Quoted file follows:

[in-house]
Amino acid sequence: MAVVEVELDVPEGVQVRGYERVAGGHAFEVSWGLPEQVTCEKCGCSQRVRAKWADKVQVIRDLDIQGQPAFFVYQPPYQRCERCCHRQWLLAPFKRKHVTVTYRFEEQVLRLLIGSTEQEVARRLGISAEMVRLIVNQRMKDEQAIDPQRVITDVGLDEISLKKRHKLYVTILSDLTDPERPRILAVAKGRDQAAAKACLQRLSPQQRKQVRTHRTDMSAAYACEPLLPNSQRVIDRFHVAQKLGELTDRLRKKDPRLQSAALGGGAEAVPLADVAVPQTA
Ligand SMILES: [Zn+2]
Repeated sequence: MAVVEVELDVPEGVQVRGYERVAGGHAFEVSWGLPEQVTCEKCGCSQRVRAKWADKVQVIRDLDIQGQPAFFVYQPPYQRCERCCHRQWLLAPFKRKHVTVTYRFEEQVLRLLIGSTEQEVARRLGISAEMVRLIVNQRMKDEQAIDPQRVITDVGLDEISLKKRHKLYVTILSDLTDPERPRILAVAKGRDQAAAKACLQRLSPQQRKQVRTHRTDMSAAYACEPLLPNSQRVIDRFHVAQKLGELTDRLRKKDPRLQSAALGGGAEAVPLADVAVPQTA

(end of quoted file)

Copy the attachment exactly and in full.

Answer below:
[in-house]
Amino acid sequence: MAVVEVELDVPEGVQVRGYERVAGGHAFEVSWGLPEQVTCEKCGCSQRVRAKWADKVQVIRDLDIQGQPAFFVYQPPYQRCERCCHRQWLLAPFKRKHVTVTYRFEEQVLRLLIGSTEQEVARRLGISAEMVRLIVNQRMKDEQAIDPQRVITDVGLDEISLKKRHKLYVTILSDLTDPERPRILAVAKGRDQAAAKACLQRLSPQQRKQVRTHRTDMSAAYACEPLLPNSQRVIDRFHVAQKLGELTDRLRKKDPRLQSAALGGGAEAVPLADVAVPQTA
Ligand SMILES: [Zn+2]
Repeated sequence: MAVVEVELDVPEGVQVRGYERVAGGHAFEVSWGLPEQVTCEKCGCSQRVRAKWADKVQVIRDLDIQGQPAFFVYQPPYQRCERCCHRQWLLAPFKRKHVTVTYRFEEQVLRLLIGSTEQEVARRLGISAEMVRLIVNQRMKDEQAIDPQRVITDVGLDEISLKKRHKLYVTILSDLTDPERPRILAVAKGRDQAAAKACLQRLSPQQRKQVRTHRTDMSAAYACEPLLPNSQRVIDRFHVAQKLGELTDRLRKKDPRLQSAALGGGAEAVPLADVAVPQTA